Analysis Of The Ex-Colored Man By James Weldon Johnson

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It was on “...the last of September that I bade farewell to the friends and scenes of my boyhood and boarded a train for the south,” says James Weldon Johnson’s ex-coloured man (Johnson 51). As a young boy, the ex-coloured man was raised by his mother as a talented white pianist in the North. It wasn’t until his later school days that he was faced with the realization that he was biracial. From then on, the ex-coloured man pondered his identity and traveled back and forth from North to South, symbolizing his inner conflict with what color he identified with. The ex-coloured man’s impulsive and frequent moving habits supports the claim that he was unsure what culture he belonged to. Therefore, saying he was a coward and a deserter is both correct and incorrect. …show more content…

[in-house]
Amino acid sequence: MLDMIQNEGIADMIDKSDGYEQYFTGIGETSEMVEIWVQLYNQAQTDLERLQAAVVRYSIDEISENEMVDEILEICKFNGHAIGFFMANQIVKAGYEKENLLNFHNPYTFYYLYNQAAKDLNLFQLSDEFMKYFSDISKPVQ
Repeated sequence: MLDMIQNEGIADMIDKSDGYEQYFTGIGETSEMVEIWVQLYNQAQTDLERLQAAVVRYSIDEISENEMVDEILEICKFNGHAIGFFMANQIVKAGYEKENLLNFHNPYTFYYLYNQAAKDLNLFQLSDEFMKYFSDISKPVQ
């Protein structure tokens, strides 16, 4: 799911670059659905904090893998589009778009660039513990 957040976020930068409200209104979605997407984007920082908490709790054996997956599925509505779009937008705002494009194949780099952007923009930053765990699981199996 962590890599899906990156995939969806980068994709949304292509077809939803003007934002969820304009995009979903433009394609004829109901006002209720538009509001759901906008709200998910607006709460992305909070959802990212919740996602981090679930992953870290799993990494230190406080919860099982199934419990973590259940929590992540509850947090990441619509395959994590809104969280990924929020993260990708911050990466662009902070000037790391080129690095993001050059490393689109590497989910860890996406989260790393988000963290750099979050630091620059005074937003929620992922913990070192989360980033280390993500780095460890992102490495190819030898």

Also, because of the unfamiliarity, he had a “peculiar fascination which the South” (Johnson 51). However, the further he went from Washington D.C. the “more disappointed [he] became in the appearance of the country” (Johnson 52). At this point all he had known was the isolated culture and lifestyle of the North. He slowly became more accepting and accustomed to the life of the South. It was “...here [that he] caught [his] first sight of colored people in large numbers” (Johnson 55). Overhearing coloured people talk, he became transfixed on the way they carried themselves when they spoke, especially their dialect. Nevertheless, the ex-coloured man became cowardice and decided he didn’t want to live the difficult life and experience the hardships of being a coloured man. It was “all at once a desire like a fever seized [him] to see the North again and [he] cast my lot with those bound for New York” (Johnson 88). The ex-coloured man acted like a coward because he selfishly used his identity to flip-flop between races, and wanted to choose the easy road instead of the dignified

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